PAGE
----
Trees are an important part of our planet, as they produce fresh air and create delicate ecosystems for animals and plants. Keep reading for our list of trees that start with B.
However, this does not make naming a species any easier, as certain trees can look similar to untrained eyes.
Because of this, finding a specific species can be hard, especially if you know nothing about the tree and its characteristics.
So if you want to learn more about the trees that populate our planet, then you have come to the right place.
In the following article, we have compiled a list of trees that start with the letter B, so that you can understand more about each species and its individual qualities.
So why not take a look down below and see which one takes your interest…
1. Balsa Tree (Ochroma Pyramidale)
For the first tree on our list, we have chosen the balsa tree – a large fast-growing species that can be found across the Americas.
The lumber of the balsa tree is said to be coarse and light, which makes it the softest commercial hardwood currently available.
2. Banana Tree (Musa Genus)
Considered a member of the musa family, the banana tree is commonly cultivated for its yellow fruit, which can be used to make desserts and smoothies.
While the banana is often sold as a fruit, it is classed as a berry by botanic definition, with the tree being known for its woody stem and palm-like leaves.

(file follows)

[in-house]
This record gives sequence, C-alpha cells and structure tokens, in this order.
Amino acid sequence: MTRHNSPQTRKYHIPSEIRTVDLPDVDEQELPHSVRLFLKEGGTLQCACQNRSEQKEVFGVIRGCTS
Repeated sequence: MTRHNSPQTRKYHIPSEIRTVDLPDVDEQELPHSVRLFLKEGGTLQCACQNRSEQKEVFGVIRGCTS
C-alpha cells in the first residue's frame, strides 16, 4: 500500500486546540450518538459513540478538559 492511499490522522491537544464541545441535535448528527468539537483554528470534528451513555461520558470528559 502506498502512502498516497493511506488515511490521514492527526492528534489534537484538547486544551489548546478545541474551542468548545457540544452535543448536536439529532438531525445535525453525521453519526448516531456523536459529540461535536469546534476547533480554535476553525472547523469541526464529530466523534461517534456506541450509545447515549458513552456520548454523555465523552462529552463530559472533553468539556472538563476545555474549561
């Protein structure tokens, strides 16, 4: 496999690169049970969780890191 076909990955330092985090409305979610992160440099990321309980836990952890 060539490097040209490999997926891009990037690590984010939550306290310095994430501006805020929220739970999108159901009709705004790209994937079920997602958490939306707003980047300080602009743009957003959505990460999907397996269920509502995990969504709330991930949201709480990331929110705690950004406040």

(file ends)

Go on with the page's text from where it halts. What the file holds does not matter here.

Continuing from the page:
3. Baobab Tree (Adansonia Genus)
Known as the bottle tree, this species is native to Madagascar and mainland Africa, where it is commonly identified by its smooth leaves and red blooms.
Of course, one of the most distinguishing features of this tree is its fruit, which can take the form of round berries that taste like lemon sherbert.
4. Bay-Rum Tree (Myrica Genus)
This genus of shrubs can be found across the world, where they are cultivated for their leaves and fruit.
While bayberries are considered edible, the tree is mainly harvested for its small green leaves, which can be used to make wax and other materials.
5. Beech Tree (Fagus Genus)
This genus of deciduous trees can be found across Europe, Asia, and North America – where it is cultivated for lumber, firewood, and food.
While most beech trees will produce green leaves and nuts, the different species contrast in their size and growth, with some growing close to the ground and others reaching up into the heavens.
6. Bismarck Palm Tree (Bismarckia Nobilis)
This flowering palm tree is the sole member of the Bismarckia genus and an endemic species to northern Madagascar, where it can be identified by its ring trunk and fan-shaped leaves.
These days, the tree is cultivated across the United States and Australia, where it is commonly grown for ornamental purposes.
7. Black Mangrove Tree (Avicennia Germinans)
The black mangrove is a flowering shrub known for its dark wood and white blooms, with the species commonly being found in bogs and swamps.
The species is native to the tropical and subtropical areas of the Americas, where it is cultivated for its natural tannins and charcoal.
8. Blackbead Tree (Pithecellobium Dulce)